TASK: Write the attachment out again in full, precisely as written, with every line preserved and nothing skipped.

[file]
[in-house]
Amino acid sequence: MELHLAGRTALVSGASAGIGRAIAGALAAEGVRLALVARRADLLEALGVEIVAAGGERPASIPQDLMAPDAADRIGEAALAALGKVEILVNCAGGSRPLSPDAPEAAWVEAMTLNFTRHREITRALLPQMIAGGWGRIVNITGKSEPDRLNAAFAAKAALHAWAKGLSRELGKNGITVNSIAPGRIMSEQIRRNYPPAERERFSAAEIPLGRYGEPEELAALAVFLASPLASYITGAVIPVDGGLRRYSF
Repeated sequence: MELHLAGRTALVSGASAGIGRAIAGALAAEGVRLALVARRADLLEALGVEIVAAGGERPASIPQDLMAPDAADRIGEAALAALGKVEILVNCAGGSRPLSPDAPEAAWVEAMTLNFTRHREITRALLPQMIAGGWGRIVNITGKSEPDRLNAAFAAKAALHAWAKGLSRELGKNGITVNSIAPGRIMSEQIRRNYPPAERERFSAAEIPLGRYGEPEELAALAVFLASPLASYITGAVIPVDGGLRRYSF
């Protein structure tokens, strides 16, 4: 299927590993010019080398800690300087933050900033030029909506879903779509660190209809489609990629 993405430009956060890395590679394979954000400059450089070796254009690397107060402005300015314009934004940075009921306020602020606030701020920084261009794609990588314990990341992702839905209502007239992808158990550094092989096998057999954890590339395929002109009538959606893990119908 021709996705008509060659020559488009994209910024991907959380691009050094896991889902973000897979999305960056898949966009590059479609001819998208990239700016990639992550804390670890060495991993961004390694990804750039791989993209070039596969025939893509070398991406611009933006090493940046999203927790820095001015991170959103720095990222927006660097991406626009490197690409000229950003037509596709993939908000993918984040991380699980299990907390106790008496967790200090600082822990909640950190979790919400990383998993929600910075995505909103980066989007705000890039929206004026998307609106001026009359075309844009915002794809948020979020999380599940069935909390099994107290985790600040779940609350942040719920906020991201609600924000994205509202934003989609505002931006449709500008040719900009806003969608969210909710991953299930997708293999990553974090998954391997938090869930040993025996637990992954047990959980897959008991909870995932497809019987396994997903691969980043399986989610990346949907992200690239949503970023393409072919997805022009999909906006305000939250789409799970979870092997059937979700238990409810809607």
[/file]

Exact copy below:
[in-house]
Amino acid sequence: MELHLAGRTALVSGASAGIGRAIAGALAAEGVRLALVARRADLLEALGVEIVAAGGERPASIPQDLMAPDAADRIGEAALAALGKVEILVNCAGGSRPLSPDAPEAAWVEAMTLNFTRHREITRALLPQMIAGGWGRIVNITGKSEPDRLNAAFAAKAALHAWAKGLSRELGKNGITVNSIAPGRIMSEQIRRNYPPAERERFSAAEIPLGRYGEPEELAALAVFLASPLASYITGAVIPVDGGLRRYSF
Repeated sequence: MELHLAGRTALVSGASAGIGRAIAGALAAEGVRLALVARRADLLEALGVEIVAAGGERPASIPQDLMAPDAADRIGEAALAALGKVEILVNCAGGSRPLSPDAPEAAWVEAMTLNFTRHREITRALLPQMIAGGWGRIVNITGKSEPDRLNAAFAAKAALHAWAKGLSRELGKNGITVNSIAPGRIMSEQIRRNYPPAERERFSAAEIPLGRYGEPEELAALAVFLASPLASYITGAVIPVDGGLRRYSF
């Protein structure tokens, strides 16, 4: 299927590993010019080398800690300087933050900033030029909506879903779509660190209809489609990629 993405430009956060890395590679394979954000400059450089070796254009690397107060402005300015314009934004940075009921306020602020606030701020920084261009794609990588314990990341992702839905209502007239992808158990550094092989096998057999954890590339395929002109009538959606893990119908 021709996705008509060659020559488009994209910024991907959380691009050094896991889902973000897979999305960056898949966009590059479609001819998208990239700016990639992550804390670890060495991993961004390694990804750039791989993209070039596969025939893509070398991406611009933006090493940046999203927790820095001015991170959103720095990222927006660097991406626009490197690409000229950003037509596709993939908000993918984040991380699980299990907390106790008496967790200090600082822990909640950190979790919400990383998993929600910075995505909103980066989007705000890039929206004026998307609106001026009359075309844009915002794809948020979020999380599940069935909390099994107290985790600040779940609350942040719920906020991201609600924000994205509202934003989609505002931006449709500008040719900009806003969608969210909710991953299930997708293999990553974090998954391997938090869930040993025996637990992954047990959980897959008991909870995932497809019987396994997903691969980043399986989610990346949907992200690239949503970023393409072919997805022009999909906006305000939250789409799970979870092997059937979700238990409810809607």